A couple of weeks ago, I decided to slap together a Vista PC and give Microsoft’s latest Media Center a try. An HTPC is something I’ve actually thought about for awhile, and for me, something that seemed to make sense.
The nicest thing about Media Center is the all-in-one aspect of things. You can use it to watch TV, play DVD’s, watch videos from the hard drive, listen to music, and more. The down side is the cost. First of all, you’ve got to either buy or build a computer that will run Vista. Add the cost of Vista Home Premium or Vista Ultimate. Then add the cost of a TV Tuner as well as a Video card capable of outputting video to your TV. If you’re outputting the sound to a receiver via an optical cable, plan on buying a sound card as well (unless you’re fortunate enough to have a motherboard that includes one and has drivers for it). Finally, add a little more for the Media Center remote (unless you plan on using a keyboard/mouse to navigate instead). Hook it all up, and hope it runs.
In my case, the first glitch I came across was that our regular old-style CRT TV didn’t really show Vista well. Everything was extremely blurry, navigating the start menu was painful, and I couldn’t really read anything on the screen. Either the S-video-to-RCA cable was in rough shape, or the video card just didn’t like outputting the signal, because I also had lines scrolling across the screen. Media Center will only work properly on the primary display, and I had a heck of a time trying to get both the TV and a separate monitor (which I would need anytime I had to configure something *outside* of media center) to run nicely at the same time. Since I figured an extra monitor sitting somewhere in the living room would be unsightly *anyway*, I went for an LCD TV which I hooked up via a DVI-HDMI cable from the video card, which resulted in beautiful crisp quality.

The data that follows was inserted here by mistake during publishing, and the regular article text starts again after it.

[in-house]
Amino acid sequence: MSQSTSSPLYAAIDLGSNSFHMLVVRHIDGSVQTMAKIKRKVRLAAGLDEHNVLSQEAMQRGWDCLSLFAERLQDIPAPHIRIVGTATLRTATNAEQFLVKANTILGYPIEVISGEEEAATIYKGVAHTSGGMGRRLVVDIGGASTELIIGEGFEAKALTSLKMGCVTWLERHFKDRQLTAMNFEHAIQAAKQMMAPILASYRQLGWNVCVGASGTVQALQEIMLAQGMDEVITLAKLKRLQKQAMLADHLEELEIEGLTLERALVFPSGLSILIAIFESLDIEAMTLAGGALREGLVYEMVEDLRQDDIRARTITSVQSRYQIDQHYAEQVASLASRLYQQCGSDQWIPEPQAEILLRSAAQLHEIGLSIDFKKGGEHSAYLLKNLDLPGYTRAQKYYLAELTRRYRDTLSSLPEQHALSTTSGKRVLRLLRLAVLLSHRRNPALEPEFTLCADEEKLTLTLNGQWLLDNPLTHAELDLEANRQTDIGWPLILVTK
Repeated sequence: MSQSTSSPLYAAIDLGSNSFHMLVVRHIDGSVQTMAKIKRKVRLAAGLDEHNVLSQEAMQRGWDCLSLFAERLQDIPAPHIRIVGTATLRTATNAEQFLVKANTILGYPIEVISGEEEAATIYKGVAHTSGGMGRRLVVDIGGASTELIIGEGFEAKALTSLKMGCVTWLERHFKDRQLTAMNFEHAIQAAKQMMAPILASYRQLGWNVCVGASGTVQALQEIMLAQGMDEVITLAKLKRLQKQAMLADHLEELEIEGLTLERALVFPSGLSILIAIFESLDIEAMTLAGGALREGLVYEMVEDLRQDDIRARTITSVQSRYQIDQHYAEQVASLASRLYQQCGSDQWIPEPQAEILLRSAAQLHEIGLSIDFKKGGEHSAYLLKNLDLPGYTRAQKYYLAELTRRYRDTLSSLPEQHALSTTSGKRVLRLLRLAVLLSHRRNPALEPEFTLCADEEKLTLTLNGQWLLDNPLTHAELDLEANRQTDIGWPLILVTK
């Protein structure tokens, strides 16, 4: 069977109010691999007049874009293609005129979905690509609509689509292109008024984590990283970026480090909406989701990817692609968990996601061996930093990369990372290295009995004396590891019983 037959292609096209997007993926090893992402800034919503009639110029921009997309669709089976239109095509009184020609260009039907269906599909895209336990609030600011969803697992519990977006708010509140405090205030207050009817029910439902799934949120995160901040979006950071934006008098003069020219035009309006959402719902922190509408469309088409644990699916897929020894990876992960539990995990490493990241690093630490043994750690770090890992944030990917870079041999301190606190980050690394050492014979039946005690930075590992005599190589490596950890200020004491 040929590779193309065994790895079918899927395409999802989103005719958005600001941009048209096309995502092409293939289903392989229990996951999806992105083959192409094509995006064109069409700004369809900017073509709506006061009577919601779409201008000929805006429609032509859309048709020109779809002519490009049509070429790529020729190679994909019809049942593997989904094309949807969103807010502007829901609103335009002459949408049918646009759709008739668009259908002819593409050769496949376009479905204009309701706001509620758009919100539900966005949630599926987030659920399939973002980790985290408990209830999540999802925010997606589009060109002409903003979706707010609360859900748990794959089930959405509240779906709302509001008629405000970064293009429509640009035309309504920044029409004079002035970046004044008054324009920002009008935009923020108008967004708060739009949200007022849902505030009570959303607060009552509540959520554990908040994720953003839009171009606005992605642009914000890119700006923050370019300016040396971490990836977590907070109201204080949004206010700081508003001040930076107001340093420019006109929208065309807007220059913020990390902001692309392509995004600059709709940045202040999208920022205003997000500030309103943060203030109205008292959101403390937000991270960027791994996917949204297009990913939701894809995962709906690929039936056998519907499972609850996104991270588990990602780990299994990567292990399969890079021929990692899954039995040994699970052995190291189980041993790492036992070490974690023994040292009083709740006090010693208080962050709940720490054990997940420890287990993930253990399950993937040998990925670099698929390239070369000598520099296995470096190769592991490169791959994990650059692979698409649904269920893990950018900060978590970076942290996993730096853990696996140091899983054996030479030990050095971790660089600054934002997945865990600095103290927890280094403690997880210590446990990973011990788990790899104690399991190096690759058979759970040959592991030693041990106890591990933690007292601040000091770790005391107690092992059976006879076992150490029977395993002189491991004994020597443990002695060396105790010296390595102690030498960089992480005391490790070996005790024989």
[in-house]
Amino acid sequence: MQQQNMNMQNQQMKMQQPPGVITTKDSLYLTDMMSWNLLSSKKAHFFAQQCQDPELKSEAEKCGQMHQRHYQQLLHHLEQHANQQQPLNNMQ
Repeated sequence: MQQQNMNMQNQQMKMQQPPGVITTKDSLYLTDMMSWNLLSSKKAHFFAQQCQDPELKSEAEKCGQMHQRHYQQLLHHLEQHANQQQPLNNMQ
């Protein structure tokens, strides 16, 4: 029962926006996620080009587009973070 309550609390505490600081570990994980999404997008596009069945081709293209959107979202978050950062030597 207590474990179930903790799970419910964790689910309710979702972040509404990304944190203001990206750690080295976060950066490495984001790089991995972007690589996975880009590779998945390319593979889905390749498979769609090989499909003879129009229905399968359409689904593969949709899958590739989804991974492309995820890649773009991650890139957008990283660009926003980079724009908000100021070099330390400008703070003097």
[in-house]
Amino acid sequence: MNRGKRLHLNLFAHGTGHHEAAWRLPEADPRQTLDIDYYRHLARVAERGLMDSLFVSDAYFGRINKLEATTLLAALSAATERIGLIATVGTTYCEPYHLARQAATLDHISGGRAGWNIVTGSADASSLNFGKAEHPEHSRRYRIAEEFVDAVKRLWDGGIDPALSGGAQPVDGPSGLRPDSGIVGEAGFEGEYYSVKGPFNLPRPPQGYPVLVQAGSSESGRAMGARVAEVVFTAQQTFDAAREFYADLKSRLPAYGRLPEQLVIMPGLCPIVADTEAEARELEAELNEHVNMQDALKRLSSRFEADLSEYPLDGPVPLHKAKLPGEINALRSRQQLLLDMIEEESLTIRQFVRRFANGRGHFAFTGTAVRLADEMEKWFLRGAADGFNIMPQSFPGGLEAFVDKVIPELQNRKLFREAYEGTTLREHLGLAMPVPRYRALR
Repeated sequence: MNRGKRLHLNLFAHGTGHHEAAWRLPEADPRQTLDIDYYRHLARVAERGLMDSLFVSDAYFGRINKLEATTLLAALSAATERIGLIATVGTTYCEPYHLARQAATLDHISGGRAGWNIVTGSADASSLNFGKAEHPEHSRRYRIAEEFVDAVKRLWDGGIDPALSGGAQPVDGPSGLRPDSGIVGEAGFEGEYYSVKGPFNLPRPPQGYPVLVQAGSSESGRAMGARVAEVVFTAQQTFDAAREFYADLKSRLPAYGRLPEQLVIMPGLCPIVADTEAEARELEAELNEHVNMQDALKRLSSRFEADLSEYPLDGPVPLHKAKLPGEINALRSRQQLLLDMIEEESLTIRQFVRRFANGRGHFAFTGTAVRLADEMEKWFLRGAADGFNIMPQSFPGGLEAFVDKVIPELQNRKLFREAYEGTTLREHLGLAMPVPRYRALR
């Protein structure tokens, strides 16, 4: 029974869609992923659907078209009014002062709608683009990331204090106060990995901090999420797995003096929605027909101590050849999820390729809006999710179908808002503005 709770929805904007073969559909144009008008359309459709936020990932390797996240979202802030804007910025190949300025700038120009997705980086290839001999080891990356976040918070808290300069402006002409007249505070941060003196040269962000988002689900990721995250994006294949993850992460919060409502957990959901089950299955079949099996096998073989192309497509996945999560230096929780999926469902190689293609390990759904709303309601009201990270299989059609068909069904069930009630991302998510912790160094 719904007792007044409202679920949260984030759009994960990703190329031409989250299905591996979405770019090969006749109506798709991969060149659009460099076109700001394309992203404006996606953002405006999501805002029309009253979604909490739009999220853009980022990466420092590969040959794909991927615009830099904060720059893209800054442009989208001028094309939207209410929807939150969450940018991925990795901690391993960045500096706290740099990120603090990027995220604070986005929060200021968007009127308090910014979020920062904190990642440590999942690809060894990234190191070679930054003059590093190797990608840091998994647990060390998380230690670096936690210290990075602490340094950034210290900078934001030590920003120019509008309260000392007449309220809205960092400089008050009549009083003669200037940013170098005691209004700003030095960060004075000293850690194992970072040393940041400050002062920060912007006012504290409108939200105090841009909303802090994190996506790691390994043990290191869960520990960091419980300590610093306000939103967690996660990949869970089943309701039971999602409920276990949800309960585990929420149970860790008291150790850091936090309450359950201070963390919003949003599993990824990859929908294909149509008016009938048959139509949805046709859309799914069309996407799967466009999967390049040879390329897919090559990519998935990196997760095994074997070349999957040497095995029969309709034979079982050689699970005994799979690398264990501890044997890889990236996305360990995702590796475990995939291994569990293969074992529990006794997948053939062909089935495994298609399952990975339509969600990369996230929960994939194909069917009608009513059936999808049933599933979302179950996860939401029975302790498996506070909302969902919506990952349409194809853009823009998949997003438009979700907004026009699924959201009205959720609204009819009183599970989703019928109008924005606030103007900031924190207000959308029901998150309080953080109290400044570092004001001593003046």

Glitch #2 happened to be the new TV. The edges of the screen were “cut off”. Basically half the taskbar was missing, along with all the other edges of the screen. It was usable, but not quite right. As it turns out, this is due to something called “overscan” which is done purposely by most TV’s. It’s perfectly fine for watching TV – cut off edges when hooked up to a computer is an unfortunate side effect though. Changing the resolution helped the desktop (both ATI and nVidia have options for this in their control panels), but it turned out to be unnecessary for Media Center as you’ll see in a bit.